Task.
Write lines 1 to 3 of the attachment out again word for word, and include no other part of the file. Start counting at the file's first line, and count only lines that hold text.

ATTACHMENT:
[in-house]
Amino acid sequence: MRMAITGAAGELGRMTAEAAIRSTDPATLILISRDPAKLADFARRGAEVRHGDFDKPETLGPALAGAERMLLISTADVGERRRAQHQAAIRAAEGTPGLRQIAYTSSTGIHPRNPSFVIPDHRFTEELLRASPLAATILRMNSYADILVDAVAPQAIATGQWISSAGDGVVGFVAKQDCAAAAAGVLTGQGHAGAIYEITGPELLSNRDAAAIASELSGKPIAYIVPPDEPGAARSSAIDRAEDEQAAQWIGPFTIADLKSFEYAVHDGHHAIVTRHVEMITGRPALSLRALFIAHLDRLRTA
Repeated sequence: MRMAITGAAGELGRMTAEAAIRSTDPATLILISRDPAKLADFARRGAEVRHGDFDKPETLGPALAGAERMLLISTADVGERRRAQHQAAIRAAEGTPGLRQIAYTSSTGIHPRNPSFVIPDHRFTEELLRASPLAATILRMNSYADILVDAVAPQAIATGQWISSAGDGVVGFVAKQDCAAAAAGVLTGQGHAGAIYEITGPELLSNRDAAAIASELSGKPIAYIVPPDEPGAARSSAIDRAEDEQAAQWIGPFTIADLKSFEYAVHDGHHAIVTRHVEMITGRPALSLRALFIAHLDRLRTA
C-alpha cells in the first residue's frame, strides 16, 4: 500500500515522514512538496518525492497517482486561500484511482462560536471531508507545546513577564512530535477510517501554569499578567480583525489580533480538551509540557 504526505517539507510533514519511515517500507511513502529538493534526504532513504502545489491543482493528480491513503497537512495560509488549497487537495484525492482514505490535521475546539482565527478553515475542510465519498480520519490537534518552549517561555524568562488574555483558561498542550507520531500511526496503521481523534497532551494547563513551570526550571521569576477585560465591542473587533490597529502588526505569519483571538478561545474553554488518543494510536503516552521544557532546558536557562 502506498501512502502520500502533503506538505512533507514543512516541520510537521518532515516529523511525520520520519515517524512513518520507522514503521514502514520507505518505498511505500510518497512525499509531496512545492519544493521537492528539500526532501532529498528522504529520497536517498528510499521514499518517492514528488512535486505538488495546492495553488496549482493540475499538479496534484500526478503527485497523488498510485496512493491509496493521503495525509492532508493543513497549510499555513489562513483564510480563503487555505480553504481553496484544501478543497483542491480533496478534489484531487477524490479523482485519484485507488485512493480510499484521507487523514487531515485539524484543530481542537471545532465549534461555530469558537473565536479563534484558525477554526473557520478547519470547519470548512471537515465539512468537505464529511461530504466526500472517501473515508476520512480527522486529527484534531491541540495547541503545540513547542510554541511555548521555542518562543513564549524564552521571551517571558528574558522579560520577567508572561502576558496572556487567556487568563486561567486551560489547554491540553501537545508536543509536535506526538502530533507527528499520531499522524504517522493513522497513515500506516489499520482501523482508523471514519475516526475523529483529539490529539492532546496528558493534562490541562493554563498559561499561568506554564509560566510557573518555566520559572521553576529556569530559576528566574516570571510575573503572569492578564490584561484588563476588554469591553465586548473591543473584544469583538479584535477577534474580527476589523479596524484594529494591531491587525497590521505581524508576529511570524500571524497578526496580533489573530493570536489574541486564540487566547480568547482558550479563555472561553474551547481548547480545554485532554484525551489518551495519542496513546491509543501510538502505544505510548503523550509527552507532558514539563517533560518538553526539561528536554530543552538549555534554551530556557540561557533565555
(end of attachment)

[in-house]
Amino acid sequence: MRMAITGAAGELGRMTAEAAIRSTDPATLILISRDPAKLADFARRGAEVRHGDFDKPETLGPALAGAERMLLISTADVGERRRAQHQAAIRAAEGTPGLRQIAYTSSTGIHPRNPSFVIPDHRFTEELLRASPLAATILRMNSYADILVDAVAPQAIATGQWISSAGDGVVGFVAKQDCAAAAAGVLTGQGHAGAIYEITGPELLSNRDAAAIASELSGKPIAYIVPPDEPGAARSSAIDRAEDEQAAQWIGPFTIADLKSFEYAVHDGHHAIVTRHVEMITGRPALSLRALFIAHLDRLRTA
Repeated sequence: MRMAITGAAGELGRMTAEAAIRSTDPATLILISRDPAKLADFARRGAEVRHGDFDKPETLGPALAGAERMLLISTADVGERRRAQHQAAIRAAEGTPGLRQIAYTSSTGIHPRNPSFVIPDHRFTEELLRASPLAATILRMNSYADILVDAVAPQAIATGQWISSAGDGVVGFVAKQDCAAAAAGVLTGQGHAGAIYEITGPELLSNRDAAAIASELSGKPIAYIVPPDEPGAARSSAIDRAEDEQAAQWIGPFTIADLKSFEYAVHDGHHAIVTRHVEMITGRPALSLRALFIAHLDRLRTA